A "main body" of work is the most authentic and significant line of work within the franchise.
The consensus is that the Dragon Ball manga is the most authentic work as it was directly penned by Toriyama, so all the events in the manga and the matching events in the anime would be considered "canon" as well.
Any event in any of the animated work or video games that did not occur in the manga that was not written with the help from Toriyama or contradicts the events of the original manga would be non-canon.
"Branches" goes against the concept of canon, as those "branches" would take place in an alternate universe separate from the "main body". They would be more akin to "what ifs", but made by those who were allowed.
Hypothetically speaking, if Toriyama confirmed that someone would continue the story of Dragon Ball (even without his help), the new author's work would be considered canon. If there is no confirmation, then those works would not be considered canon.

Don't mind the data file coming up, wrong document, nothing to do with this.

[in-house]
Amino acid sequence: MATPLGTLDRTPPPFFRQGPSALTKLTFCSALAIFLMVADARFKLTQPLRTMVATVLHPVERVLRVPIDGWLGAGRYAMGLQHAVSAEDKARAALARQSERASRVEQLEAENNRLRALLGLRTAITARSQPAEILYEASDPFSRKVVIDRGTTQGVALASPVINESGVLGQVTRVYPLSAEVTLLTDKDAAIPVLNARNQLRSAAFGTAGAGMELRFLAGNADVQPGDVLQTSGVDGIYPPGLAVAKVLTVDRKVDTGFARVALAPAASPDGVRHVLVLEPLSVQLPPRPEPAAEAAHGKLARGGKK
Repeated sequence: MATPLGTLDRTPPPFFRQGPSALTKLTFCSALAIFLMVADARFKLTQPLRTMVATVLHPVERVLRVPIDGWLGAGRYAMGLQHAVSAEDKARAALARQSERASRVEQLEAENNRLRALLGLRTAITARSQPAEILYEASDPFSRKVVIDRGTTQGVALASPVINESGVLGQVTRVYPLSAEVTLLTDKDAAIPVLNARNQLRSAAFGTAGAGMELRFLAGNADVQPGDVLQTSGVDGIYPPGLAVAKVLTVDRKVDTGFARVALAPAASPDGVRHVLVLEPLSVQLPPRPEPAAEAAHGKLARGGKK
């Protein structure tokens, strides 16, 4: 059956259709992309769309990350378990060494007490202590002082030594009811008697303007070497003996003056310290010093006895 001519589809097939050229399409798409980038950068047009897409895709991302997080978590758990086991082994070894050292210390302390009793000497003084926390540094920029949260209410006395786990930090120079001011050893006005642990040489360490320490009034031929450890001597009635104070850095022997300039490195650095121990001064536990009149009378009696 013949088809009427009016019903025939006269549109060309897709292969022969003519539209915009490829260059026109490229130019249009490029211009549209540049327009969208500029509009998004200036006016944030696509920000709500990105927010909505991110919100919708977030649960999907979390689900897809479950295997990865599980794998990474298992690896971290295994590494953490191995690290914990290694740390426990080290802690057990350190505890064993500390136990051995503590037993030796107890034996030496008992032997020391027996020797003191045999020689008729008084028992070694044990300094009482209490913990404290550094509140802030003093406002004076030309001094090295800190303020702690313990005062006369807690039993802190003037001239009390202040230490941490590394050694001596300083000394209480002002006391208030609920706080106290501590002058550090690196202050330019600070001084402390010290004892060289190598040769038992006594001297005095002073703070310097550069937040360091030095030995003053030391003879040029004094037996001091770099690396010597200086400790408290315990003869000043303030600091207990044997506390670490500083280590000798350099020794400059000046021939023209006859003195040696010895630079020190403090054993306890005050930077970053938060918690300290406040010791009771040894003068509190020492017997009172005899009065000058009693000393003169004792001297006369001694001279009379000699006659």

The problem isn't the "rules" of Dragon Ball canon, the problem is that there are multiple sequels that Toriyama has been involved in produced after the end of the original story's run. What someone considers "canon" from that point would be more based in personal preference than what was from before that point. Frankly, that is not an inherently bad thing.
To refer to the biblical canon, there was (and still is) more than one canon of the Bible, one for each sect. Regarding the sequels contributed to by Toriyama (GT, Super, DBO), Dragon Ball indeed has multiple canons, and the claims that there is only one is mainly a subjective declaration now.